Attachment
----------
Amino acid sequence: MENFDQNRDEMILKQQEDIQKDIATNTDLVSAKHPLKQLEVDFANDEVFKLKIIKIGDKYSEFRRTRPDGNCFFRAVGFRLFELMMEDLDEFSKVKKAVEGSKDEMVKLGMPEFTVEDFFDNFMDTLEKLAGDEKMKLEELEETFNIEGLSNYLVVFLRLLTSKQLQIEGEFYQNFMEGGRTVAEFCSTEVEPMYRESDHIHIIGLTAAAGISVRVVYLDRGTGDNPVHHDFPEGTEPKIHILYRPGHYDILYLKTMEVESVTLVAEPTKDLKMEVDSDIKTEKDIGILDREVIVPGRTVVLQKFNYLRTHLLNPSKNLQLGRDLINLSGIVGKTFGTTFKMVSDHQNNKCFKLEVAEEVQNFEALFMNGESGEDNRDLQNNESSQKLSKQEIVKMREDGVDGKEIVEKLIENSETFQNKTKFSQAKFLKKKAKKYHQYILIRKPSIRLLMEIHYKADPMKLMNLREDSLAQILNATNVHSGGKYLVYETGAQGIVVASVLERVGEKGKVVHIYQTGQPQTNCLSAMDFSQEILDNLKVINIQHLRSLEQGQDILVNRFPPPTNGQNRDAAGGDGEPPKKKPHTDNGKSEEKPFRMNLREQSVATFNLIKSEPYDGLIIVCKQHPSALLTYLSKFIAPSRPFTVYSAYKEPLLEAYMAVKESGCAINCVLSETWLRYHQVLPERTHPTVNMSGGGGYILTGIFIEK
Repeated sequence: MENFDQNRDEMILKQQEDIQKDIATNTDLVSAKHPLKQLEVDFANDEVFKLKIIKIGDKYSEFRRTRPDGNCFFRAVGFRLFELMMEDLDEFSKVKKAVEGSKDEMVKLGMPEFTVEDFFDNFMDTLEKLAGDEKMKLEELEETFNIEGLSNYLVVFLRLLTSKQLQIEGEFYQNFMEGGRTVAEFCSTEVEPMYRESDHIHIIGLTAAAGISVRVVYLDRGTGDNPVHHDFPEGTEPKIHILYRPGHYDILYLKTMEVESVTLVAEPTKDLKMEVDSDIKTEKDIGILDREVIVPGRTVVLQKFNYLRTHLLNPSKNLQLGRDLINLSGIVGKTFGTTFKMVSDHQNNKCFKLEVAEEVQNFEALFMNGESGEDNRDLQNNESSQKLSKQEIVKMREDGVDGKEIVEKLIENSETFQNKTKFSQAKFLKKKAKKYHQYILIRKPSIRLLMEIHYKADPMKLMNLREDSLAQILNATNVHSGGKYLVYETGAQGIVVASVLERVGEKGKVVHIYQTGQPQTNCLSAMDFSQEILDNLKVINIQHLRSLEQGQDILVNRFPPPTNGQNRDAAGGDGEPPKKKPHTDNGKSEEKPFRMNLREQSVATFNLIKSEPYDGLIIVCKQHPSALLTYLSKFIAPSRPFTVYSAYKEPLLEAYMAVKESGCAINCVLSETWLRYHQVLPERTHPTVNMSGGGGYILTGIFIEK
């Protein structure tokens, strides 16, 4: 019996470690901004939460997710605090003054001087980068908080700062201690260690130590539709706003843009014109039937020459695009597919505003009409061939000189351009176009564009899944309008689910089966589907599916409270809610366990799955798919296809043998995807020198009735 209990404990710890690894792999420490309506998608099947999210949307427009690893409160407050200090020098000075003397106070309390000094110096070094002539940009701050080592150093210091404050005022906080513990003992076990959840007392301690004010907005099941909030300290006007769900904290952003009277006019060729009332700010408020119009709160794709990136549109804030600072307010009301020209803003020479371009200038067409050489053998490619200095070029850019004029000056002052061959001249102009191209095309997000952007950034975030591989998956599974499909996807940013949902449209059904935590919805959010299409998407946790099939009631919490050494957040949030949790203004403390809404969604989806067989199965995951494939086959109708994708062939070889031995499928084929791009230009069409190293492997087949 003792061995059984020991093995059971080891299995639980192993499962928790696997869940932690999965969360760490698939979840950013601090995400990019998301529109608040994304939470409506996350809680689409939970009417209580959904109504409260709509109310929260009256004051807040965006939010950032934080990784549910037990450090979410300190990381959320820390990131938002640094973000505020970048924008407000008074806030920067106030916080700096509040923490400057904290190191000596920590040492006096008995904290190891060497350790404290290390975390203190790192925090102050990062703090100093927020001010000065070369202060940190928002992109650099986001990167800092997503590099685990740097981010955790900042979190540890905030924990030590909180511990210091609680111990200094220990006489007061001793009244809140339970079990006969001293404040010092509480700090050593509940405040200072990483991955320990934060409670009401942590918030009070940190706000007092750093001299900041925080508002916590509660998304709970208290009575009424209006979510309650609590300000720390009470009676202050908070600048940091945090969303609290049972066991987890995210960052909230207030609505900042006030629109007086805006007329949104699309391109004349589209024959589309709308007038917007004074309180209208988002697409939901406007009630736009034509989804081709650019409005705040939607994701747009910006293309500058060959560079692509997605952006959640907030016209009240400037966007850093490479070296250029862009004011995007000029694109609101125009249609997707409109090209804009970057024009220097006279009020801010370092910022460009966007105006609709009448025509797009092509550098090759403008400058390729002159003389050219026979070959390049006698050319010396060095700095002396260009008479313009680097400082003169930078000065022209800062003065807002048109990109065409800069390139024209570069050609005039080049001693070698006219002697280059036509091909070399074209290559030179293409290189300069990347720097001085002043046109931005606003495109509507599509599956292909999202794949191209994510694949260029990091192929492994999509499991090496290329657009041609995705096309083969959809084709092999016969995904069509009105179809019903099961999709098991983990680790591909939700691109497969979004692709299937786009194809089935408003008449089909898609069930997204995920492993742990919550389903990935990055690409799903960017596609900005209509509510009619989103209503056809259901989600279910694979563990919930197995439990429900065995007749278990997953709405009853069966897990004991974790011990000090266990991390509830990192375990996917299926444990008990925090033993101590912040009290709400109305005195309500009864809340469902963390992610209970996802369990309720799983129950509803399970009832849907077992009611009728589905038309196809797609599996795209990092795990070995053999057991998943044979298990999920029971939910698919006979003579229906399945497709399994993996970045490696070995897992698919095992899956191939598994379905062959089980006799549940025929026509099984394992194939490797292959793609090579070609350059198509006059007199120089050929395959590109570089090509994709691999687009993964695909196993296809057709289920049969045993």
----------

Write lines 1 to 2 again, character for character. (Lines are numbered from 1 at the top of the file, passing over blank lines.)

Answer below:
Amino acid sequence: MENFDQNRDEMILKQQEDIQKDIATNTDLVSAKHPLKQLEVDFANDEVFKLKIIKIGDKYSEFRRTRPDGNCFFRAVGFRLFELMMEDLDEFSKVKKAVEGSKDEMVKLGMPEFTVEDFFDNFMDTLEKLAGDEKMKLEELEETFNIEGLSNYLVVFLRLLTSKQLQIEGEFYQNFMEGGRTVAEFCSTEVEPMYRESDHIHIIGLTAAAGISVRVVYLDRGTGDNPVHHDFPEGTEPKIHILYRPGHYDILYLKTMEVESVTLVAEPTKDLKMEVDSDIKTEKDIGILDREVIVPGRTVVLQKFNYLRTHLLNPSKNLQLGRDLINLSGIVGKTFGTTFKMVSDHQNNKCFKLEVAEEVQNFEALFMNGESGEDNRDLQNNESSQKLSKQEIVKMREDGVDGKEIVEKLIENSETFQNKTKFSQAKFLKKKAKKYHQYILIRKPSIRLLMEIHYKADPMKLMNLREDSLAQILNATNVHSGGKYLVYETGAQGIVVASVLERVGEKGKVVHIYQTGQPQTNCLSAMDFSQEILDNLKVINIQHLRSLEQGQDILVNRFPPPTNGQNRDAAGGDGEPPKKKPHTDNGKSEEKPFRMNLREQSVATFNLIKSEPYDGLIIVCKQHPSALLTYLSKFIAPSRPFTVYSAYKEPLLEAYMAVKESGCAINCVLSETWLRYHQVLPERTHPTVNMSGGGGYILTGIFIEK
Repeated sequence: MENFDQNRDEMILKQQEDIQKDIATNTDLVSAKHPLKQLEVDFANDEVFKLKIIKIGDKYSEFRRTRPDGNCFFRAVGFRLFELMMEDLDEFSKVKKAVEGSKDEMVKLGMPEFTVEDFFDNFMDTLEKLAGDEKMKLEELEETFNIEGLSNYLVVFLRLLTSKQLQIEGEFYQNFMEGGRTVAEFCSTEVEPMYRESDHIHIIGLTAAAGISVRVVYLDRGTGDNPVHHDFPEGTEPKIHILYRPGHYDILYLKTMEVESVTLVAEPTKDLKMEVDSDIKTEKDIGILDREVIVPGRTVVLQKFNYLRTHLLNPSKNLQLGRDLINLSGIVGKTFGTTFKMVSDHQNNKCFKLEVAEEVQNFEALFMNGESGEDNRDLQNNESSQKLSKQEIVKMREDGVDGKEIVEKLIENSETFQNKTKFSQAKFLKKKAKKYHQYILIRKPSIRLLMEIHYKADPMKLMNLREDSLAQILNATNVHSGGKYLVYETGAQGIVVASVLERVGEKGKVVHIYQTGQPQTNCLSAMDFSQEILDNLKVINIQHLRSLEQGQDILVNRFPPPTNGQNRDAAGGDGEPPKKKPHTDNGKSEEKPFRMNLREQSVATFNLIKSEPYDGLIIVCKQHPSALLTYLSKFIAPSRPFTVYSAYKEPLLEAYMAVKESGCAINCVLSETWLRYHQVLPERTHPTVNMSGGGGYILTGIFIEK